Many churchgoers tithe, so if we are including a 10% tithe, the average middle/upper-middle class donor is giving an estimated 15%, based on income, not assets, Vanaman said.
“One area we see our clients give is through the purchase of a life insurance policy,” she said. “This allows them to donate a substantially larger gift by making a charity the beneficiary of the policy and creates more flexibility by keeping others assets. Additional tax benefits can come into play as well.”
Schriefer with Bank of the Bluegrass said he sees “more and more structured and deliberate giving” when a client’s net worth approaches $10 million or more.
“Above $10 million, they are more likely to establish a private foundation, charitable trust or endowments that will help them fulfill their charitable wishes,” he said.
“Philanthropists who donate stocks, real estate or other assets they own with a low cost-basis may be able to deduct the full market value of the gift while also avoiding capital gains taxes,” Schriefer said. “The charity can then sell the asset without realizing the capital gains as well. That’s a win-win for both parties.”
DAFs are fairly simple to start, while establishing and administering trusts and foundations can be more complicated.
“They (foundations) are more expensive to set up and administer on an ongoing basis,” according to Schriefer. “They require special tax returns each year. Private foundations also have a payout requirement that requires the foundation to spend a percentage of its assets each year on charitable purposes, so it’s a lot more complex; you generally have to have a larger amount of assets to make that kind of charitable vehicle worthwhile (to the donor).”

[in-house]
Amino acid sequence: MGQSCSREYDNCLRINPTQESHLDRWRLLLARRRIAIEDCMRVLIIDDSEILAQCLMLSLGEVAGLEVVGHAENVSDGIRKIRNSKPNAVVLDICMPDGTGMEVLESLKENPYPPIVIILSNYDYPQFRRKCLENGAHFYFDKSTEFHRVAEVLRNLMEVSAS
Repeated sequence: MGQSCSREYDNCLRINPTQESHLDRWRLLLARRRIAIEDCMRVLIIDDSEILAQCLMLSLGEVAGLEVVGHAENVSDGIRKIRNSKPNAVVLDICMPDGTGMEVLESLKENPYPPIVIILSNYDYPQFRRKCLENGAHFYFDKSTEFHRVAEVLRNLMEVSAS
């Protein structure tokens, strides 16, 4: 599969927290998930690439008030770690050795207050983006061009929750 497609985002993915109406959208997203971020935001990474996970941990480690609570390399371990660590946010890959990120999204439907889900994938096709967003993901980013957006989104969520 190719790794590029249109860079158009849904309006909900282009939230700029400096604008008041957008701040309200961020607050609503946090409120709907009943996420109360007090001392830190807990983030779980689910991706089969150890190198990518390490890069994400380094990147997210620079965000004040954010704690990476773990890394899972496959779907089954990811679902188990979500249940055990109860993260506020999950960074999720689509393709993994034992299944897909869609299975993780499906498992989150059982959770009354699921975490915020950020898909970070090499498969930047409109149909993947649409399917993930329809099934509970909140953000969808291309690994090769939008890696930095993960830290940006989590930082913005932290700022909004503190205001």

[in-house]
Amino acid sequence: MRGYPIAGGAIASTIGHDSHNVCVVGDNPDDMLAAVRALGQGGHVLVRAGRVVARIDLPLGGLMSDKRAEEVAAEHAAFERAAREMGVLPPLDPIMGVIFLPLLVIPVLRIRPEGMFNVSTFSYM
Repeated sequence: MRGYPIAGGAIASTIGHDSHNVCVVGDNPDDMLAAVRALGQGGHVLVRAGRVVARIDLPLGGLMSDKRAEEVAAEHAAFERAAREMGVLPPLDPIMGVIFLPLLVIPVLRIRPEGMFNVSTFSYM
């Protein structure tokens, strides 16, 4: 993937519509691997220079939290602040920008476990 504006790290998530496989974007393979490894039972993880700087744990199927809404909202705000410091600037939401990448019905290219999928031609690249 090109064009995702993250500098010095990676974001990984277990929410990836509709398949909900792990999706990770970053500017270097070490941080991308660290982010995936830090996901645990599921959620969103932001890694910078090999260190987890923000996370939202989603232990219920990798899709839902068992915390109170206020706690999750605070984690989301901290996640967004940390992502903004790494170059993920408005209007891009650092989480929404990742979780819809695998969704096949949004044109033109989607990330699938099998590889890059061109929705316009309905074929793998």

Every wealth manager interviewed said their firms practice what they preach and have long, generous track records of supporting charitable causes in their communities and beyond.
Bank of the Bluegrass, for example, lists 60 organizations that it has donated time or money or both to in the last year. ARGI created ARGI Gives, a corporate philanthropy program, said Trujillo, who chairs the effort.
Pittsburg-based PNC, the nation’s seventh largest bank with $455 billion in assets and a major presence in Kentucky, where it has had the largest share of deposits for more than a decade, works on a scale far larger than banks and investment firms headquartered in the state. In June, for example, PNC announced a $1 billion commitment “to help end systemic racism and support economic empowerment of African Americans and low- to moderate-income communities,” Byrne said.
Regardless of who’s doing the giving and who’s on the receiving end, Cohoon of Commonwealth Bank & Trust provided a pretty good capsule summary of philanthropy.
“You’re going to be a philan-thropist involuntarily in the form of taxes or voluntarily in the form of gifts to local charities,” he said. “There’s money that has to go back to society in one form or another. It’s going to be either taxes or charitable gifts.” n
Greg Paeth is a correspondent for The Lane Report. He can be reached at [email protected]